By Deborah Goonan, Independent American Communities Blog
Today I begin a blog feature, entitled HOA C.U.R.S.E. (Consumer Unfriendly Regulatory Statute Example). My purpose is to highlight problematic statutes that are not beneficial for housing consumers. Most of us are completely unaware of the myriad of laws that govern our everyday lives.
Some people assume that if Association-Governed Residential Community regulations exist, they will protect homeowners and residents from abuse and hold community, business, and industry leaders accountable to the people. However, it has become quite common for housing industry trade groups and special interest groups to draft and then lobby heavily for legislation that serves its own interests, often not aligned with the interests of homeowners, tenants, and ordinary constituents.
It is not the quantity of laws enacted that matter, but the fair and reasonable quality of those laws.
And a law that is not enforced is nothing more than a voluntary guideline that will more than likely be ignored. I will feature examples of laws that are particularly unfriendly to the general consumer, both to make the reader aware, and to impress upon the need for amending or abolishing harmful legislation.
HOA C.U.R.S.E. No. 1: Fines and Suspensions
Let’s take a closer look at 720.305 Florida Statutes. That covers a homeowners’ association’s right to fine. (my emphasis added in bold.)
(2) The association may levy reasonable fines. A fine may not exceed $100 per violation against any member or any member’s tenant, guest, or invitee for the failure of the owner of the parcel or its occupant, licensee, or invitee to comply with any provision of the declaration, the association bylaws, or reasonable rules of the association unless otherwise provided in the governing documents. A fine may be levied by the board for each day of a continuing violation, with a single notice and opportunity for hearing, except that the fine may not exceed $1,000 in the aggregate unless otherwise provided in the governing documents. A fine of less than $1,000 may not become a lien against a parcel. In any action to recover a fine, the prevailing party is entitled to reasonable attorney fees and costs from the nonprevailing party as determined by the court.
Read between the lines:
- The governing documents may allow for a fine to exceed $100 per violation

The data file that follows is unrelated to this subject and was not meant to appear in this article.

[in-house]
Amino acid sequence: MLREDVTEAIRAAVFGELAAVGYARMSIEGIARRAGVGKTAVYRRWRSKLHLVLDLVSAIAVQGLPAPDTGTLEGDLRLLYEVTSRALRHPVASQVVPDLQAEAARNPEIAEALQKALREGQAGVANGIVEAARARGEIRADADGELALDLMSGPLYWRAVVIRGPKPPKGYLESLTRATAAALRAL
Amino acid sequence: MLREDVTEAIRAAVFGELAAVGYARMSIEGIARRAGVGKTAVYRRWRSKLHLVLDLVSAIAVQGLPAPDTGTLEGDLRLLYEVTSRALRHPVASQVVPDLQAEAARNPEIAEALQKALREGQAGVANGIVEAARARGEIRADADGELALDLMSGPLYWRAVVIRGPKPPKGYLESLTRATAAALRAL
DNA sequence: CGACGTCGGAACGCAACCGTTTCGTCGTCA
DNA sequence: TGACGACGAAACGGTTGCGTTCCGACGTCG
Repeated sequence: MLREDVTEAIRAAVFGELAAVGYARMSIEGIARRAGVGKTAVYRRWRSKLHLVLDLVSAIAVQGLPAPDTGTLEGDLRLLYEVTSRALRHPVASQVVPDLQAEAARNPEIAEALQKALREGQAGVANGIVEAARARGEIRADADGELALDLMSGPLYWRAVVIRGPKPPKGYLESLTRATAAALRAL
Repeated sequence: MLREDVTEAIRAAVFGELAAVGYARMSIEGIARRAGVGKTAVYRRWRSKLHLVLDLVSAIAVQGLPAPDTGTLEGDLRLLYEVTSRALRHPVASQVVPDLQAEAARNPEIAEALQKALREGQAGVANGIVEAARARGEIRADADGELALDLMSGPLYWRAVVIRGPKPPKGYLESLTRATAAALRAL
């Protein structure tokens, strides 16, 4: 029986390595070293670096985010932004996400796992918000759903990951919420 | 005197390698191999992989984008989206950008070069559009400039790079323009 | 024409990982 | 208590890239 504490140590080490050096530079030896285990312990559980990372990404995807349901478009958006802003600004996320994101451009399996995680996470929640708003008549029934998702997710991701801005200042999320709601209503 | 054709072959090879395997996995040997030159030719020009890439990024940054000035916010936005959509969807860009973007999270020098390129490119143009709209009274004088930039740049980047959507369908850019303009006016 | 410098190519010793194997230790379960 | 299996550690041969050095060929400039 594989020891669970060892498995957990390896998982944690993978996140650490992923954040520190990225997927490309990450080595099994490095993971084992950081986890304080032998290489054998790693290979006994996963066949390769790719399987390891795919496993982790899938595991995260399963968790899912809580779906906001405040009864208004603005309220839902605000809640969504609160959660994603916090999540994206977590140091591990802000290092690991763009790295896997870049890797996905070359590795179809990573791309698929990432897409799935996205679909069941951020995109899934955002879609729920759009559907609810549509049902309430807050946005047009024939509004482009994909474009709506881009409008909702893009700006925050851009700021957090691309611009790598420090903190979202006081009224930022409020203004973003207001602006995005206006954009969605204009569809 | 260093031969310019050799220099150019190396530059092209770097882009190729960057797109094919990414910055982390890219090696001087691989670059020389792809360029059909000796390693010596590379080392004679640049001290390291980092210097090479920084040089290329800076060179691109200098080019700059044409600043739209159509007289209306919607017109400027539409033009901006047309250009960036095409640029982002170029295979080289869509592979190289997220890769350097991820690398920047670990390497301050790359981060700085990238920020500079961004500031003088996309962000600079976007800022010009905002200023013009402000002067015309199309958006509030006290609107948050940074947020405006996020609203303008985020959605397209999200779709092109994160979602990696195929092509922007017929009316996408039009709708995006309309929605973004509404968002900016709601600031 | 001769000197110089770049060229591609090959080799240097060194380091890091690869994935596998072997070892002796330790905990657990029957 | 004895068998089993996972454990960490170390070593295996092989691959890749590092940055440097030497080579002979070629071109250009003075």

- The governing documents may allow for an aggregate fine to exceed $1,000
- A fine of less than $1000 may not become a lien — but a fine of $1000 or more can become a lien.
excerpt from 2(a)
(a) An association may suspend, for a reasonable period of time, the right of a member, or a member’s tenant, guest, or invitee, to use common areas and facilities for the failure of the owner of the parcel or its occupant, licensee, or invitee to comply with any provision of the declaration, the association bylaws, or reasonable rules of the association.
and 3 (3) If a member is more than 90 days delinquent in paying any fee, fine, or other monetary obligation due to the association, the association may suspend the rights of the member, or the member’s tenant, guest, or invitee, to use common areas and facilities until the fee, fine, or other monetary obligation is paid in full.
(6) The suspensions permitted by paragraph (2)(a) and subsections (3) and (4) apply to a member and, when appropriate, the member’s tenants, guests, or invitees, even if the delinquency or failure that resulted in the suspension arose from less than all of the multiple parcels owned by a member.
- So the tenant can be legally penalized for the transgressions of the landlord. (the owner-member of the Association)
- It makes no difference whether or not your lease provides for use of common facilities.
- And even if your landlord owns dozens of units/homes, but is only disputing a fine or delinquency on one of them, ALL tenants may be suspended from using the pool, exercise facilities, or other recreational amenities.